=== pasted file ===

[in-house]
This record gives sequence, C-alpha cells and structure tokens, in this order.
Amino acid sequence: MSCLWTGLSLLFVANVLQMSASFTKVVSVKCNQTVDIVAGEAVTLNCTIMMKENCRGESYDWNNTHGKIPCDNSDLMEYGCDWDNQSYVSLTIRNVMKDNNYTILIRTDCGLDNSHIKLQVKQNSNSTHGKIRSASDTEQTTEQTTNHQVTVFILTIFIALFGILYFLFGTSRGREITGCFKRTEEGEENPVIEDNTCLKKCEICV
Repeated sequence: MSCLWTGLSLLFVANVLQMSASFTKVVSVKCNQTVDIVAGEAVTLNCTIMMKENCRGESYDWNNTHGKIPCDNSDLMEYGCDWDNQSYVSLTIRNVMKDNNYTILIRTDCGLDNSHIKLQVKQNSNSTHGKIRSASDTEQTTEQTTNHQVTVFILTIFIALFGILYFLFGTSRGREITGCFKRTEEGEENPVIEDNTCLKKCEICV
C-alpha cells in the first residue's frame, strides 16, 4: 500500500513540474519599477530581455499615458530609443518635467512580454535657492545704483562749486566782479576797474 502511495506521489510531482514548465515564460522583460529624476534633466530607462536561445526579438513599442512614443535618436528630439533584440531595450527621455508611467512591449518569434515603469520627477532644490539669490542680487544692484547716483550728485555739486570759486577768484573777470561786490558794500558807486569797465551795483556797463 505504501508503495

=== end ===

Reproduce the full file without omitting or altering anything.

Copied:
[in-house]
This record gives sequence, C-alpha cells and structure tokens, in this order.
Amino acid sequence: MSCLWTGLSLLFVANVLQMSASFTKVVSVKCNQTVDIVAGEAVTLNCTIMMKENCRGESYDWNNTHGKIPCDNSDLMEYGCDWDNQSYVSLTIRNVMKDNNYTILIRTDCGLDNSHIKLQVKQNSNSTHGKIRSASDTEQTTEQTTNHQVTVFILTIFIALFGILYFLFGTSRGREITGCFKRTEEGEENPVIEDNTCLKKCEICV
Repeated sequence: MSCLWTGLSLLFVANVLQMSASFTKVVSVKCNQTVDIVAGEAVTLNCTIMMKENCRGESYDWNNTHGKIPCDNSDLMEYGCDWDNQSYVSLTIRNVMKDNNYTILIRTDCGLDNSHIKLQVKQNSNSTHGKIRSASDTEQTTEQTTNHQVTVFILTIFIALFGILYFLFGTSRGREITGCFKRTEEGEENPVIEDNTCLKKCEICV
C-alpha cells in the first residue's frame, strides 16, 4: 500500500513540474519599477530581455499615458530609443518635467512580454535657492545704483562749486566782479576797474 502511495506521489510531482514548465515564460522583460529624476534633466530607462536561445526579438513599442512614443535618436528630439533584440531595450527621455508611467512591449518569434515603469520627477532644490539669490542680487544692484547716483550728485555739486570759486577768484573777470561786490558794500558807486569797465551795483556797463 505504501508503495